Invasive lobular carcinoma of the breast: morphology, biomarkers and 'omics

Breast Cancer Res. 2015 Jan 30;17(1):12. doi: 10.1186/s13058-015-0519-x.


Invasive lobular carcinoma of the breast is the most common 'special' morphological subtype of breast cancer, comprising up to 15% of all cases. Tumours are generally of a good prognostic phenotype, being low histological grade and low mitotic index, hormone receptor positive and HER2, p53 and basal marker negative, and with a generally good response to endocrine therapy. Despite this, clinicians face countless challenges in the diagnosis and long-term management of patients, as they encounter a tumour that can be difficult to detect through screening, elicits a very invasive nature, a propensity for widespread metastatic colonisation and, consequently, in some studies a worse long-term poor outcome compared with invasive carcinoma of no special type. Here we review the morphological and molecular features that underpin the disparate biological and clinical characteristics of this fascinating tumour type.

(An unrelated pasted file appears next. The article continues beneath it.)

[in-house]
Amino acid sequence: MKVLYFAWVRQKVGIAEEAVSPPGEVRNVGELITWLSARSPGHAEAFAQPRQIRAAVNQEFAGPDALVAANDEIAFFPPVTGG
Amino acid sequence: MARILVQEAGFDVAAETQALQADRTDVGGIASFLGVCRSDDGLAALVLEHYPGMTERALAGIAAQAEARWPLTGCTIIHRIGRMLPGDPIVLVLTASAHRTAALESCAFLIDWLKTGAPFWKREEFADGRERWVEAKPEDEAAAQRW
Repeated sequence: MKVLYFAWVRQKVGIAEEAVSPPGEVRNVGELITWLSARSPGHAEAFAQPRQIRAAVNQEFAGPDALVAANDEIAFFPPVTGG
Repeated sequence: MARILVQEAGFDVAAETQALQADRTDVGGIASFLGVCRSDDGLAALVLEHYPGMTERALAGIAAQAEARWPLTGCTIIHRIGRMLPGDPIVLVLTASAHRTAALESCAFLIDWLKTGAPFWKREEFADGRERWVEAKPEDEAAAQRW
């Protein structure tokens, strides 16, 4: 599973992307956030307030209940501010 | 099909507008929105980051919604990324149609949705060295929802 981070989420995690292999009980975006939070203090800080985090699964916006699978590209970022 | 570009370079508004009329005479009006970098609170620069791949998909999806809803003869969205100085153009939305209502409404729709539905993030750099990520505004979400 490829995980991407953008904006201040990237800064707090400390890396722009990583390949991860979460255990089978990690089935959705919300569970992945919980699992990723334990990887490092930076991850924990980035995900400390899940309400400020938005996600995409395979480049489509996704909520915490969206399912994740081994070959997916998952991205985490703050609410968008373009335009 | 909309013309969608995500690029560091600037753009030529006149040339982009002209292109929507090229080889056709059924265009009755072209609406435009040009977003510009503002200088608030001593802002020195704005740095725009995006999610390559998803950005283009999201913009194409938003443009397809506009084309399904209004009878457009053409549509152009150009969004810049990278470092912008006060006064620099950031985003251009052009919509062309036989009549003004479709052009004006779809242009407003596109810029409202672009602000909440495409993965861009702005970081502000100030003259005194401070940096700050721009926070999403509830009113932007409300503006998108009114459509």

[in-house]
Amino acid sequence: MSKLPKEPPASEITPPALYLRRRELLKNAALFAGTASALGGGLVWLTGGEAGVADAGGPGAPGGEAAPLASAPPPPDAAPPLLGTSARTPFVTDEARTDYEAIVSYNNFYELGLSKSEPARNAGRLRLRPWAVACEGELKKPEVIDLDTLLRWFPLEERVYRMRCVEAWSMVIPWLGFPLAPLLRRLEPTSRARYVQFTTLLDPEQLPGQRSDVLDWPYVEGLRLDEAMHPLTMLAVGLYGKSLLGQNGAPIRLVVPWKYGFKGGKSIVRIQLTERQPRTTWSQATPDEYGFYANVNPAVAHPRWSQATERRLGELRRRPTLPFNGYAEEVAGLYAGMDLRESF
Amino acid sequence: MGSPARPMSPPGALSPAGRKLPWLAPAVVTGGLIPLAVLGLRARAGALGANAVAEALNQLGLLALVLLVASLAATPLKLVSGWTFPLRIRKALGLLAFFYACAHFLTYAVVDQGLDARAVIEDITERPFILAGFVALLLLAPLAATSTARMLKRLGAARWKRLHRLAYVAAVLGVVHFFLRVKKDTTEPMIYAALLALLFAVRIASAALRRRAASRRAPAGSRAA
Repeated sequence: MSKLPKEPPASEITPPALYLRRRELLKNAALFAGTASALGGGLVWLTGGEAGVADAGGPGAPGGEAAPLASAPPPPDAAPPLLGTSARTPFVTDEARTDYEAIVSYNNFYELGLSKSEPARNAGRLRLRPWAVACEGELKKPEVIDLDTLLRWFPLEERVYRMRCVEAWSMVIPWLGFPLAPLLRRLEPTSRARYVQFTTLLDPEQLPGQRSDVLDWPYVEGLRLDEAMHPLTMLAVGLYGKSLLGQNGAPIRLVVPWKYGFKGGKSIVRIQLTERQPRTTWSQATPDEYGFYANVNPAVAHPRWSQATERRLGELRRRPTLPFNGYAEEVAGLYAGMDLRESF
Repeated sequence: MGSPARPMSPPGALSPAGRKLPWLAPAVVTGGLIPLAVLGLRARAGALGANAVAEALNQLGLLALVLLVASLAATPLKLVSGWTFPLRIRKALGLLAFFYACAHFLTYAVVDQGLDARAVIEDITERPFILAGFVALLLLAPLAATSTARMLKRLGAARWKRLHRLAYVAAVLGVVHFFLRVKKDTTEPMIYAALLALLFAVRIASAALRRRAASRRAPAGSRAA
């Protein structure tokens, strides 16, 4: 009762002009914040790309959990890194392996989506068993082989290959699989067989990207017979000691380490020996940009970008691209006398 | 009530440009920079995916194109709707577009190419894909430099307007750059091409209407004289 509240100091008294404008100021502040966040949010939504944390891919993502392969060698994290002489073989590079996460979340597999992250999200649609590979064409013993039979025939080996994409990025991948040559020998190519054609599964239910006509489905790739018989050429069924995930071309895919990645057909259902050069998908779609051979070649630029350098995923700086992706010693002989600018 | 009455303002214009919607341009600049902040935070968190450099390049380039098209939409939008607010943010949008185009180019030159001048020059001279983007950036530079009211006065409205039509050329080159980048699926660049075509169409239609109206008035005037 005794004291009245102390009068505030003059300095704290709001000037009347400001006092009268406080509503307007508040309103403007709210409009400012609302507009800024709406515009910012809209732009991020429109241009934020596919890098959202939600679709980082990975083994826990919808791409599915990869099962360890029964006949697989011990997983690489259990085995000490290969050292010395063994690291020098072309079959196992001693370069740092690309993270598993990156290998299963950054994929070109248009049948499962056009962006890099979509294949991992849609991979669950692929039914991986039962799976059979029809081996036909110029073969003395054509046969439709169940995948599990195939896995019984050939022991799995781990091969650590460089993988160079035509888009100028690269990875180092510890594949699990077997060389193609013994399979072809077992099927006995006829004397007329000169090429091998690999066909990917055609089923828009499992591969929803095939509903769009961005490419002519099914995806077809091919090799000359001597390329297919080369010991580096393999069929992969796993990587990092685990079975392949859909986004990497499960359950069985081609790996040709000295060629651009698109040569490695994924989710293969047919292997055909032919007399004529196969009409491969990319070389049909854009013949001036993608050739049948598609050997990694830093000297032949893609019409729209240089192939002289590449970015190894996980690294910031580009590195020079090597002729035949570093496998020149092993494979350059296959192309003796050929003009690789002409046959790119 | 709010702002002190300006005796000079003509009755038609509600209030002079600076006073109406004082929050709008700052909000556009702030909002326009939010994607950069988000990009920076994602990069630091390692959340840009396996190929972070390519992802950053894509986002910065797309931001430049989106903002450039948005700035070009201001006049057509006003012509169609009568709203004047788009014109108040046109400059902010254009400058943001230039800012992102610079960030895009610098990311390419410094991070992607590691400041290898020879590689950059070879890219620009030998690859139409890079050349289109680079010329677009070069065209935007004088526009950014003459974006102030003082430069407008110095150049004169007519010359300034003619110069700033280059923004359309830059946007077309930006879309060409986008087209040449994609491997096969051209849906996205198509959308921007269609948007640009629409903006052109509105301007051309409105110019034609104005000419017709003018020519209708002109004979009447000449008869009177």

Publication types

  • Research Support, Non-U.S. Gov't
  • Review

MeSH terms

  • Algorithms
  • Animals
  • Biomarkers, Tumor / genetics*
  • Biomarkers, Tumor / metabolism*
  • Breast Neoplasms / diagnosis
  • Breast Neoplasms / genetics*
  • Breast Neoplasms / metabolism*
  • Breast Neoplasms / pathology
  • Cadherins / genetics
  • Cadherins / metabolism
  • Carcinoma, Lobular / diagnosis
  • Carcinoma, Lobular / genetics*
  • Carcinoma, Lobular / metabolism*
  • Carcinoma, Lobular / pathology
  • Female
  • Gene Expression Profiling
  • Gene Expression Regulation, Neoplastic
  • Genomics
  • Humans
  • Immunohistochemistry
  • Immunophenotyping
  • Neoplasm Invasiveness
  • Phenotype
  • Prognosis
  • Proteomics


  • Biomarkers, Tumor
  • Cadherins